How does the Bitcoin Core wallet generate entropy for the HD (Hierarchical Deterministic) seed and ultimately the private keys?
This post asks a related question but doesn't focus on the entropy part, more the BIP 32/39 part.
The Bitcoin Core wallet requires entropy both for generating HD seeds and for generating nonces (number used once) used in digital signatures (handled by the secp256k1 library).
raw_avocado discussed how the Bitcoin Core wallet generates entropy for a HD seed on Twitter. In summary, by mixing entropy from 4 main sources: low level processor instructions, entropy from the OS, dynamic events and static events.
(i) Processor instructions
RDSEED - access to the built-in True Random Number Generator on the processor.
RDRAND - access to the built-in Pseudo-Random Number generator that gets seeded every time it's called with RDSEED
RDTSC - returns the # of CPU cycles since reset
(ii) OS sources
Most of the Linux distributions have specific functions that call /dev/urandom, like getrandom, Where this is not the case it's called directly.
getentropy used on Open BSD & Mac sysctl kern.random on Free & Net BSD
CryptGenRandom on Windows.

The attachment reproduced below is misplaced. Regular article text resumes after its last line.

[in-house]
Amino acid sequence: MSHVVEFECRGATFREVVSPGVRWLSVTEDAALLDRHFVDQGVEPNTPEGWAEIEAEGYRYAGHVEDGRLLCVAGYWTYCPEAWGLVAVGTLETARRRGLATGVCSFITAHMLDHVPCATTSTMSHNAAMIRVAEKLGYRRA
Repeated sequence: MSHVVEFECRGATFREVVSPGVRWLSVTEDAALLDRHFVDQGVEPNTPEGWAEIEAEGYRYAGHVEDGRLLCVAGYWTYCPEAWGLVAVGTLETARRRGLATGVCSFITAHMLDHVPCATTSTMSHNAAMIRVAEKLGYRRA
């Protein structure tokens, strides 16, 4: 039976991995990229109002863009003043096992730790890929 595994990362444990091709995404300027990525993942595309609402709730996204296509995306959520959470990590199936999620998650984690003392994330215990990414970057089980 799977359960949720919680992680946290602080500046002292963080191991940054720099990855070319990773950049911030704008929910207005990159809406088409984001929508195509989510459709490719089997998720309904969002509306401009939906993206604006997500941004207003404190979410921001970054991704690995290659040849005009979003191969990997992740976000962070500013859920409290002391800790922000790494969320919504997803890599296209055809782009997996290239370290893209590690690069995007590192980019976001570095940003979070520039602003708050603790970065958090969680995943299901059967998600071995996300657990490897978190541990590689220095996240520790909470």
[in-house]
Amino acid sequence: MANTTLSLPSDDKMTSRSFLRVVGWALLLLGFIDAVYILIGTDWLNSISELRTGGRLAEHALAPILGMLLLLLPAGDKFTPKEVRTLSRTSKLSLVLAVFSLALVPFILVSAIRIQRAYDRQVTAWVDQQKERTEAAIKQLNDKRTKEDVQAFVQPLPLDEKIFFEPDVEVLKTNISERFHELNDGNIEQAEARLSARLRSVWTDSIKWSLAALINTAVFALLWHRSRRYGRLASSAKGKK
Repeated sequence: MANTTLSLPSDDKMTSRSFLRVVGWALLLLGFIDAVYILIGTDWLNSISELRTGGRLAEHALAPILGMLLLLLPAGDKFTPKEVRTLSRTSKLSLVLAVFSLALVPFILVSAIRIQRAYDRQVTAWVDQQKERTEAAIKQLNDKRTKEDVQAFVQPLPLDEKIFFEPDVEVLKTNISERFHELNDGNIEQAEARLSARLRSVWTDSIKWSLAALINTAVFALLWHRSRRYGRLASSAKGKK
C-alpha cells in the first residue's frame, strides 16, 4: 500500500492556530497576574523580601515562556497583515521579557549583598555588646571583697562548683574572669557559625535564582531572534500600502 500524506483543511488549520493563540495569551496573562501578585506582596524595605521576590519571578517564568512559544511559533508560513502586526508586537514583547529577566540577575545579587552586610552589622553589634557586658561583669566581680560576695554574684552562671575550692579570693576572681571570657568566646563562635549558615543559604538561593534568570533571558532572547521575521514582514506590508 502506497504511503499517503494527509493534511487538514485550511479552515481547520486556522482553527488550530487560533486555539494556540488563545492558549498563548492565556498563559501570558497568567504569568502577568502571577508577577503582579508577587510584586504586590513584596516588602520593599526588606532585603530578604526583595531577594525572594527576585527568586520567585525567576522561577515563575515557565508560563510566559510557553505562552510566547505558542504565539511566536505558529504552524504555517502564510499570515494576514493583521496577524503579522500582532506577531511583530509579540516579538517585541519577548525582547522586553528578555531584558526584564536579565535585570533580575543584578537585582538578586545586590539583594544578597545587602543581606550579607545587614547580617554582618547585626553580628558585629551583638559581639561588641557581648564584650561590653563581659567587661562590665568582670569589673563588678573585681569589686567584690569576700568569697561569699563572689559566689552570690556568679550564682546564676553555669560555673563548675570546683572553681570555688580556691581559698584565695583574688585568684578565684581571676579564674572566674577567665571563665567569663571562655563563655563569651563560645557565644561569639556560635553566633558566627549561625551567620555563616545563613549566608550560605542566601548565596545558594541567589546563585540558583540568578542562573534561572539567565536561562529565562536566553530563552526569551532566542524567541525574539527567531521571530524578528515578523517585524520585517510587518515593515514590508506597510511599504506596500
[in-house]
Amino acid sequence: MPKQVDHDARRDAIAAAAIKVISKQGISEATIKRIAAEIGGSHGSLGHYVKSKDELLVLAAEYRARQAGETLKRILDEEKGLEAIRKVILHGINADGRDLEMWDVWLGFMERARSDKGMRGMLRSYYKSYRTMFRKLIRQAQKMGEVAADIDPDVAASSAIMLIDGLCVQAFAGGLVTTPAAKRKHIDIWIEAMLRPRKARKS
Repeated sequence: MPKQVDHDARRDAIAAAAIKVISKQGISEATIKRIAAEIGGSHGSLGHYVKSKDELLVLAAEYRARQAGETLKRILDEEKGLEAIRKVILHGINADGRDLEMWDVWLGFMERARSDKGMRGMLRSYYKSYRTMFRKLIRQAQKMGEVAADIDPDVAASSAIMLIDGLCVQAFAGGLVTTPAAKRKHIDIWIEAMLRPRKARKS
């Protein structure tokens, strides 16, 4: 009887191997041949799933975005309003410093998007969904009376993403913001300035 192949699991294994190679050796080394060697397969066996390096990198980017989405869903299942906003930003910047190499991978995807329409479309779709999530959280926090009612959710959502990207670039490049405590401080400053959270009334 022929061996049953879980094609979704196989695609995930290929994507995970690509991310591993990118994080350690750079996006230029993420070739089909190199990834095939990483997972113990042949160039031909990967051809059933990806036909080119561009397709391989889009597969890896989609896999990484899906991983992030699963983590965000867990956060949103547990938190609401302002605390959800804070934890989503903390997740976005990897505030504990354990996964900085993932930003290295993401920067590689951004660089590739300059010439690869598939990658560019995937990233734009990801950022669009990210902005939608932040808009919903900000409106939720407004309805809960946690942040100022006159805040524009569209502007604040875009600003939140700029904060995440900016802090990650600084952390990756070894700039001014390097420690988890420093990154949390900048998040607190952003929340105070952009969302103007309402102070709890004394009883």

(iii) Dynamic Events
Various clocks are called real-time, monotonic, and boot time.
Resource usage is constantly changing and is a great source of entropy.
On Windows, getrusage is called, and on Linux pseudofiles from /proc are used or sysctl where available.
(iv) Static Events
Anything from static details about compiler version to bitcoin client version to CPUID, hostname, network interfaces, kernel info, filesystem data.
Even though the Events Static & Dynamic are non-cryptographic data, they still increase the entropy.
The Dynamic and Static events are mixed in(mostly) by using
<<Left Shift Bits. Because it's a binary operation, every digit is a power of 2, so shifting the bit n positions ends up multiplying by
2^n. This adds further confusion when multiple numbers are used at once. The most common method used to mix in the entropy is the SHA512(its compression function more precisely). SHA512 works effectively as a pseudoRNG, as it shows uniformity, meaning each output has the same probability of occurring. In some cases, SHA256 is used.
Good hash functions have a strong avalanche effect, meaning that when even a single input bit is incremented, each output bit changes with a probability of 50%. The bit diffusion is a result of adding, rotating, and XORing chunks of the input.
In this mixing situation, the results of the processor pseudoRNG RDRAND are XORed 1024 times. (this is used as a fallback from RDSEED - the TRNG). Every call should reseed the PRNG differently and XORing is a great way to obfuscate things.
Another technique for strengthening the entropy is hashing inputs in a loop for an amount of TIME, not just a number of times. The mixing techniques are benchmarked and the benchmarks are also mixed in as sources of entropy. With each entropy source and each mix the chances of an adversary recreating the entropy decrease exponentially. Even if a few of the sources are somehow compromised, it will still result in a safe key in the end.